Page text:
Before I get to my five ways to add consistency to your job search, I have a story to share.
I have a small abdominal separation right above my navel. It's extremely frustrating because I have to be cognizant of pulling my abs together for most of my waking hours. This is the slow and arduous process of healing connective tissue.
Prior to discovering this separation, I was having pain start up to two days after a workout. I thought it was something more digestive-related, but when I started monitoring my habits, I noticed that it was tied to intense situps, Russian twists, and other ab movements.
I have a physical therapist friend who confirmed that it was indeed a deep separation of the diastasis recti, probably caused by pregnancy many years ago. She said I would have to practice consistent posture exercises and avoid some of the exercises I regularly did in my functional fitness classes. I was really good at it for about 6 weeks.
And then I got busy, forgetting to do the work that made me better. I started having pain again and started my healing routine over. I didn't want to do it, but I knew I needed it. It's been about 8 weeks since I got serious about it, and I'm noticing more tone and less discomfort.
I had my friend check it recently, and I've reduced the gap by more than half. I still have some work to do, but I'm on the other side of the worst of it as long as I stay consistent.
I'm telling my story about my abs because I want to remind those of you searching for a new role that consistency pays off. Those little efforts add up to big results.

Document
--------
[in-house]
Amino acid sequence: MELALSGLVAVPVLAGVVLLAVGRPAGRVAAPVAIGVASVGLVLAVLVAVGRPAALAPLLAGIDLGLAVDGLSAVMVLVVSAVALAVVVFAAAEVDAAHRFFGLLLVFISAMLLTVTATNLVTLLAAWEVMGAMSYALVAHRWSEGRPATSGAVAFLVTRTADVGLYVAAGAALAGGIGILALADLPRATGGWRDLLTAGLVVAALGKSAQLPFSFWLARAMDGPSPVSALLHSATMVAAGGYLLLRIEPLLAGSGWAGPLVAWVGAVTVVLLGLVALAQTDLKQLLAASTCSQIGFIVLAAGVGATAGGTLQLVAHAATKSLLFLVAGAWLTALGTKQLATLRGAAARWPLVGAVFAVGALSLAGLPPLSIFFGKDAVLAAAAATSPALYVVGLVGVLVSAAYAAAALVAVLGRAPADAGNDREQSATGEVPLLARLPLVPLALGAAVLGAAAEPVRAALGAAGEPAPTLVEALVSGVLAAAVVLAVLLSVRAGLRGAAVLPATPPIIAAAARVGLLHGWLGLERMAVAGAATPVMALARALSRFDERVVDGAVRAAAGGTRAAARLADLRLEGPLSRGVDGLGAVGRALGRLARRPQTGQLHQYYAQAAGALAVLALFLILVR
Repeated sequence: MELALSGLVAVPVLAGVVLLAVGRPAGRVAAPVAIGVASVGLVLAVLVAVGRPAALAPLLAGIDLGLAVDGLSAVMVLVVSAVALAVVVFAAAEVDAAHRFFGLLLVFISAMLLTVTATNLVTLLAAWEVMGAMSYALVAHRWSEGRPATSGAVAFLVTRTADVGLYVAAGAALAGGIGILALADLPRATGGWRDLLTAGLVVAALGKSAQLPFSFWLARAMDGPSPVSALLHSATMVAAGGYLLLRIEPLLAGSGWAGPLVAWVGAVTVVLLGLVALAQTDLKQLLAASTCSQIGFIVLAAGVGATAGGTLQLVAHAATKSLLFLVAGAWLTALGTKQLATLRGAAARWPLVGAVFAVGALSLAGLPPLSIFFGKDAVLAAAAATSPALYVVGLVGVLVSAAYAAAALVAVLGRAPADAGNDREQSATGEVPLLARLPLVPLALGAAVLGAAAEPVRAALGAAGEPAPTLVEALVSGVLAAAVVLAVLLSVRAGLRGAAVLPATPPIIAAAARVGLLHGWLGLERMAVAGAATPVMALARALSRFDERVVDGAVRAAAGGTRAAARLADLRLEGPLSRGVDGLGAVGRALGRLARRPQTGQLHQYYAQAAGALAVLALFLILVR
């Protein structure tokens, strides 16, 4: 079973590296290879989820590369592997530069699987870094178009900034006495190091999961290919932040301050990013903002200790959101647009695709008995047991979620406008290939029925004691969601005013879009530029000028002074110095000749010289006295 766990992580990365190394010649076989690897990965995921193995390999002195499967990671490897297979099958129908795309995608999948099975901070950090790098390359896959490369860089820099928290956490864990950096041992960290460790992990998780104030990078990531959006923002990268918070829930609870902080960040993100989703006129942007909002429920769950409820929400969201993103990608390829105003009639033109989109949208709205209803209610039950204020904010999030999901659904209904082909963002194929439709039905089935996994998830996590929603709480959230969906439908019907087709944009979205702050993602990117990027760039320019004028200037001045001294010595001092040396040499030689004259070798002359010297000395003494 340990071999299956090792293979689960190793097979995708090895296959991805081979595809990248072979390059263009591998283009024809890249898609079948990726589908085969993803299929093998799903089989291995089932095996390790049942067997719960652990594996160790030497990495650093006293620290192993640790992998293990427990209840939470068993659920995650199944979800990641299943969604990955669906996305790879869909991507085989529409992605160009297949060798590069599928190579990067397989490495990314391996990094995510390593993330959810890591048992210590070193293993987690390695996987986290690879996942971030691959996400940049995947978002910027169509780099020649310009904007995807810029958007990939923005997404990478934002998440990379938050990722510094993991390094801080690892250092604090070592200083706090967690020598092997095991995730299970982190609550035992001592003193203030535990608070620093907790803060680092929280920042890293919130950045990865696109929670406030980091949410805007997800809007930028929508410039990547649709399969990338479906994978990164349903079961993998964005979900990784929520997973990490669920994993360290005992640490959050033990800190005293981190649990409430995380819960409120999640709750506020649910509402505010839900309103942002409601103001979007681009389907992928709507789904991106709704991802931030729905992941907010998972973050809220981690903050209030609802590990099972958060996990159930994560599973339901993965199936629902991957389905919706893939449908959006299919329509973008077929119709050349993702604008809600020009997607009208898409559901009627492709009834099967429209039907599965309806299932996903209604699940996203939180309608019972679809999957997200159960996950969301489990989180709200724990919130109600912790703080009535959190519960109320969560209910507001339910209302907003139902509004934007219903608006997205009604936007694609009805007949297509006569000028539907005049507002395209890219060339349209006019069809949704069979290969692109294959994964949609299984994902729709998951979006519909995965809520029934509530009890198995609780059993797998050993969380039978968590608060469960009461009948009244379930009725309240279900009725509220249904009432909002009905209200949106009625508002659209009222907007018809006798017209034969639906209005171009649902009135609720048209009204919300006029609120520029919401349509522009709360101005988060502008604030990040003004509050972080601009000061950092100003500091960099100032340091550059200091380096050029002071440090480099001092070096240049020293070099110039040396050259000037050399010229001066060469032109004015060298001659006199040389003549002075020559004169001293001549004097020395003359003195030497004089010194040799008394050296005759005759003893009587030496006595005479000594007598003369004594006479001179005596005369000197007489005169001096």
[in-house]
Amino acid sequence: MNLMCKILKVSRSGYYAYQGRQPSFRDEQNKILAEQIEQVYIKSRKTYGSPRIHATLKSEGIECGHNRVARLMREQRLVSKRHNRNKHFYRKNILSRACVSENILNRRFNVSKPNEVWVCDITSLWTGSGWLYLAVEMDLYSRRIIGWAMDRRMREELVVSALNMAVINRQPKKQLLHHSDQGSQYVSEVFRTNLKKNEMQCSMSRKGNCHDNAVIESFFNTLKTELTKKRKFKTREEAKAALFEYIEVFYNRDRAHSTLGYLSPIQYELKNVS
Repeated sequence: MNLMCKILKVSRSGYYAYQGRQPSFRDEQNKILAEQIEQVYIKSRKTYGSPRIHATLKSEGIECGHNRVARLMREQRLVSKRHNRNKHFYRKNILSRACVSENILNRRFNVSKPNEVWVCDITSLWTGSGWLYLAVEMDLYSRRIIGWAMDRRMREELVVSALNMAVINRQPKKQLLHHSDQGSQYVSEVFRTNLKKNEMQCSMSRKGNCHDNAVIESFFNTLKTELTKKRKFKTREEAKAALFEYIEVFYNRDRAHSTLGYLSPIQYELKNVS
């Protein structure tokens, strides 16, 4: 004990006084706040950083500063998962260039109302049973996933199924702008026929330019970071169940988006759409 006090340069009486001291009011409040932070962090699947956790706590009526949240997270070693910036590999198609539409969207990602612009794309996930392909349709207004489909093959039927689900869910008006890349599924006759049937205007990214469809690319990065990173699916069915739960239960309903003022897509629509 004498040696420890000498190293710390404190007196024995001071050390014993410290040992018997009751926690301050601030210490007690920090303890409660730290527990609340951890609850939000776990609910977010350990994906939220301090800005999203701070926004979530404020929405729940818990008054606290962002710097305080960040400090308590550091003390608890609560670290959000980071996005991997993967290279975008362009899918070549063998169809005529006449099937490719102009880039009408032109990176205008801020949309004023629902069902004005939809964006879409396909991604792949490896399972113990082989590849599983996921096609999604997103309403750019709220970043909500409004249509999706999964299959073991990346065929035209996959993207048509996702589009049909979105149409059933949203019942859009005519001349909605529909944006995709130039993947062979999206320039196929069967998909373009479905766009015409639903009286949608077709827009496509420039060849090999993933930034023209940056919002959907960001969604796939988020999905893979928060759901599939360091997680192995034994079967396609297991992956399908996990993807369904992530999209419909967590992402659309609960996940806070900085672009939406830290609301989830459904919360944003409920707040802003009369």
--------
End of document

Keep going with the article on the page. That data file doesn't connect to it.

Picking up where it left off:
Here are five ways you can add consistency to your job search:
- Evaluate job postings with the 70 - 80% lens. This means, don't apply for jobs where you don't meet at least 70% of the qualifications. I know that sounds a bit harsh, but it's a waste of your time if you don't meet the requirements. You'll get better at this as you start learning how to read the posts quickly.
- Make sure you spend 10 - 15 minutes tailoring your resume before you apply. This really does matter. If you take the list of requirements and make sure that language appears in your resume, you will get much better results.
- Spend time networking each day. I'm talking about 15 minutes. Send messages to people you know and people you want to know. I have some conversation starters listed at the bottom of this article.
- Make a company list and work it. I'm not kidding about this. If you want to break into a field, grow in a new type of role, or expand your job search reach, make a company list. You're looking for companies that excite you, have a culture you can relate to, and seeking connections inside those companies. You can't work somewhere until you know they exist. Now, let them know you exist.
- Do something that brings you joy when you burn out. Job searching is hard and you're on for most of the day when finding a job is your full-time job. Take a walk, color with your kids, or call a friend. When you're brain works hard, it needs play to process all that work. Don't take my word for it - read this.
Scripts for Connecting Without Looking Shady
- I saw that your company did X in the news. It must be great to be part of that. Mind if I pick your mind about an idea or career question?
- I see that you and I know X. I'm considering applying for a position at their company. Could you introduce us? I have some questions.
- I have a three-year plan to become an X. I'd love to learn more about what training you sought to get where you are today. Can we grab a few minutes?